‘Orwellian’ facial recognition cameras in UK stores challenged by rights group
The complaint claims the use of the biometric cameras “is infringing the data rights of a significant number of UK data subjects”. Representational image (iStock)
SHOPPERS at a supermarket chain in southern England are being tracked by facial recognition cameras, prompting a legal complaint by a privacy rights group.
Big Brother Watch said Southern Co-operative’s use of biometric scans in 35 stores across Portsmouth, Bournemouth, Bristol, Brighton and Hove, Chichester, Southampton, and London was “Orwellian in the extreme” and urged Britain’s Information Commissioner’s Office (ICO) to investigate whether it breaches data protection legislation.
The complaint claims the use of the biometric cameras “is infringing the data rights of a significant number of UK data subjects”.
It outlines how the facial recognition system, sold by surveillance company Facewatch, creates a biometric profile of every visitor to stores where the cameras are installed, enabling Southern Co-operative to create a “blacklist” of customers. If a customer on the list enters the store, staff are alerted.
“Our legal complaint to the Information Commissioner is a vital step towards protecting the privacy rights of thousands of people who are affected by this dangerously intrusive, privatised spying,” Silkie Carlo, director of Big Brother Watch, said.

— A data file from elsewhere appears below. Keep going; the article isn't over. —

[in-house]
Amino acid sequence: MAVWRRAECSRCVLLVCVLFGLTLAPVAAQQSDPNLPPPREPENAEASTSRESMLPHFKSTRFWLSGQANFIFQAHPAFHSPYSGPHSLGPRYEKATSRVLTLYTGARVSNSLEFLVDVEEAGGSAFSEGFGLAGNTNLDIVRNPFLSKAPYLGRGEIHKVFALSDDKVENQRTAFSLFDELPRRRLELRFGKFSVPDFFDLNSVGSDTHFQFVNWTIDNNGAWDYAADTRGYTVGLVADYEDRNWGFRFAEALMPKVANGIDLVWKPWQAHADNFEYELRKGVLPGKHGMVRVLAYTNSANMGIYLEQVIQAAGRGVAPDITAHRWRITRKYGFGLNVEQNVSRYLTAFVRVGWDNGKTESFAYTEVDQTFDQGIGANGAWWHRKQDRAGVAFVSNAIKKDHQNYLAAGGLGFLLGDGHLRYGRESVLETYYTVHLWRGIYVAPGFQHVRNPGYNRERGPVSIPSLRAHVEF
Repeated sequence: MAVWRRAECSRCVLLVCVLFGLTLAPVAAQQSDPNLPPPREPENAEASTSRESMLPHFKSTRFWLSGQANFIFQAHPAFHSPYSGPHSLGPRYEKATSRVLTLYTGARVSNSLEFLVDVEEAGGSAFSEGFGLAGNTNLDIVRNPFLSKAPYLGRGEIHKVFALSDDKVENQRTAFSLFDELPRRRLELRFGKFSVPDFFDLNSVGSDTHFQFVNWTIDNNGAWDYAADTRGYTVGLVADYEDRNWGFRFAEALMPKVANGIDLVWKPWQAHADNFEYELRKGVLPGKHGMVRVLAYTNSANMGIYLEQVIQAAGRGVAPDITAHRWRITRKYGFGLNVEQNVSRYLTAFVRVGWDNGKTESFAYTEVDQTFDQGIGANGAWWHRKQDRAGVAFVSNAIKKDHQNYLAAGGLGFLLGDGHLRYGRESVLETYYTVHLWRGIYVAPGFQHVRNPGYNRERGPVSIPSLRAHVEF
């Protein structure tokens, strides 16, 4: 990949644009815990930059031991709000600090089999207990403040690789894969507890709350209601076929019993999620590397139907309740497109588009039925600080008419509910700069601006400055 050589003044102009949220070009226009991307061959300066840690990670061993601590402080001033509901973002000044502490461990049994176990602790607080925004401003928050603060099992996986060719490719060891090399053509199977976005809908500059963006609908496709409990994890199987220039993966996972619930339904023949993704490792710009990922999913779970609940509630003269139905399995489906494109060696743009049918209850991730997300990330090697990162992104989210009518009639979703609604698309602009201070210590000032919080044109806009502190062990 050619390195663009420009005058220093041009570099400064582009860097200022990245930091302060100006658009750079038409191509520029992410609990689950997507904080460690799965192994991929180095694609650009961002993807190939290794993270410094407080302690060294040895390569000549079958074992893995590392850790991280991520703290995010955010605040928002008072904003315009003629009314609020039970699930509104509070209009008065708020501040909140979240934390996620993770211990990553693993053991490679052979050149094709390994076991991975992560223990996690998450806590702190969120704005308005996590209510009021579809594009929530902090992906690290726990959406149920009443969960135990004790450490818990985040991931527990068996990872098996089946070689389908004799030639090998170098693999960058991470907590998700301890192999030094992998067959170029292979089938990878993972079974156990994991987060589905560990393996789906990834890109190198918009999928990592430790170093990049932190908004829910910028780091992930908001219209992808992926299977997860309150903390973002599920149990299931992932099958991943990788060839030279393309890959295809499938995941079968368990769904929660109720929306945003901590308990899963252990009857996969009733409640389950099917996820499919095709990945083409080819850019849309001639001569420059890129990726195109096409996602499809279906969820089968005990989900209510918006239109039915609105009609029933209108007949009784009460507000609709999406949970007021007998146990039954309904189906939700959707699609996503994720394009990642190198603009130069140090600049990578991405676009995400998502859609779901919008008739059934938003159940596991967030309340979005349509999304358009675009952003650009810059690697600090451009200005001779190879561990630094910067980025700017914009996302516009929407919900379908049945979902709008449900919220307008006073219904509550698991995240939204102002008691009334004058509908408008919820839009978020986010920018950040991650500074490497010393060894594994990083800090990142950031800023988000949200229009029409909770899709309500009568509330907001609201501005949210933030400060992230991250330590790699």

Southern Co-operative, which trades from just under 200 stores, said it would welcome any constructive feedback from the ICO.
“We take our responsibilities around the use of facial recognition extremely seriously and work hard to balance our customers’ rights with the need to protect our colleagues and customers from unacceptable violence and abuse,” Southern Co-operative said.
It said it uses the facial recognition cameras only in stores where there is a high level of crime to protect staff from known offenders and does not store images of an individual unless they have been identified as an offender.
“The purpose of our limited and targeted use of facial recognition is to identify when a known offender enters one of our stores,” it said.
“This gives our colleagues time to decide on any action they need to take, for example, asking them to politely leave the premises or escalating the incident if this is a breach of an injunction or a banning order.”